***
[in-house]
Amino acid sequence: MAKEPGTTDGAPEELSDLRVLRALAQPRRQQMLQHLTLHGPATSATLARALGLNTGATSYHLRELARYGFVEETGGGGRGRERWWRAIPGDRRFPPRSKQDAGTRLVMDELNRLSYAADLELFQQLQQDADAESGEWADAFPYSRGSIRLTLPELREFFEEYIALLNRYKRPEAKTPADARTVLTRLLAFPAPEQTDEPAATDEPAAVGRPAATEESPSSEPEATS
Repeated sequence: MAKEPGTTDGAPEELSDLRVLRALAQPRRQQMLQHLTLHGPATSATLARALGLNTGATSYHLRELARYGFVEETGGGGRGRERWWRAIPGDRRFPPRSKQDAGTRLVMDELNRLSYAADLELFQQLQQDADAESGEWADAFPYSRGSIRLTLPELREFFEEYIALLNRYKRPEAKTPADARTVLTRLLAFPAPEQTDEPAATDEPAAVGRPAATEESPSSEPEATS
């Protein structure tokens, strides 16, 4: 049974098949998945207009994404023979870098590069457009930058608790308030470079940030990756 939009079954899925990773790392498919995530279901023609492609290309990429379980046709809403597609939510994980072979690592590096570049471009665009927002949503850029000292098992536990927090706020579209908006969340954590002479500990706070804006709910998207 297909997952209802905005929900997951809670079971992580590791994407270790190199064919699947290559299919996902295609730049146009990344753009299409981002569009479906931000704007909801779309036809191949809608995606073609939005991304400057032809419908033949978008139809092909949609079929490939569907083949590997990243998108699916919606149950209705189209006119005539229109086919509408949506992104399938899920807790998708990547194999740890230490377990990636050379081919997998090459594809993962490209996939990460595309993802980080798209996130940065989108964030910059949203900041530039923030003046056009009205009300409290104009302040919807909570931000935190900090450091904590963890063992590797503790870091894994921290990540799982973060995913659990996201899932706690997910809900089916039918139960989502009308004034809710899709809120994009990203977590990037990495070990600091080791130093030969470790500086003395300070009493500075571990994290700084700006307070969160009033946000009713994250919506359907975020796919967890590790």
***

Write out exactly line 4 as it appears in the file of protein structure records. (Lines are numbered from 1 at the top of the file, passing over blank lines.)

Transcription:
């Protein structure tokens, strides 16, 4: 049974098949998945207009994404023979870098590069457009930058608790308030470079940030990756 939009079954899925990773790392498919995530279901023609492609290309990429379980046709809403597609939510994980072979690592590096570049471009665009927002949503850029000292098992536990927090706020579209908006969340954590002479500990706070804006709910998207 297909997952209802905005929900997951809670079971992580590791994407270790190199064919699947290559299919996902295609730049146009990344753009299409981002569009479906931000704007909801779309036809191949809608995606073609939005991304400057032809419908033949978008139809092909949609079929490939569907083949590997990243998108699916919606149950209705189209006119005539229109086919509408949506992104399938899920807790998708990547194999740890230490377990990636050379081919997998090459594809993962490209996939990460595309993802980080798209996130940065989108964030910059949203900041530039923030003046056009009205009300409290104009302040919807909570931000935190900090450091904590963890063992590797503790870091894994921290990540799982973060995913659990996201899932706690997910809900089916039918139960989502009308004034809710899709809120994009990203977590990037990495070990600091080791130093030969470790500086003395300070009493500075571990994290700084700006307070969160009033946000009713994250919506359907975020796919967890590790």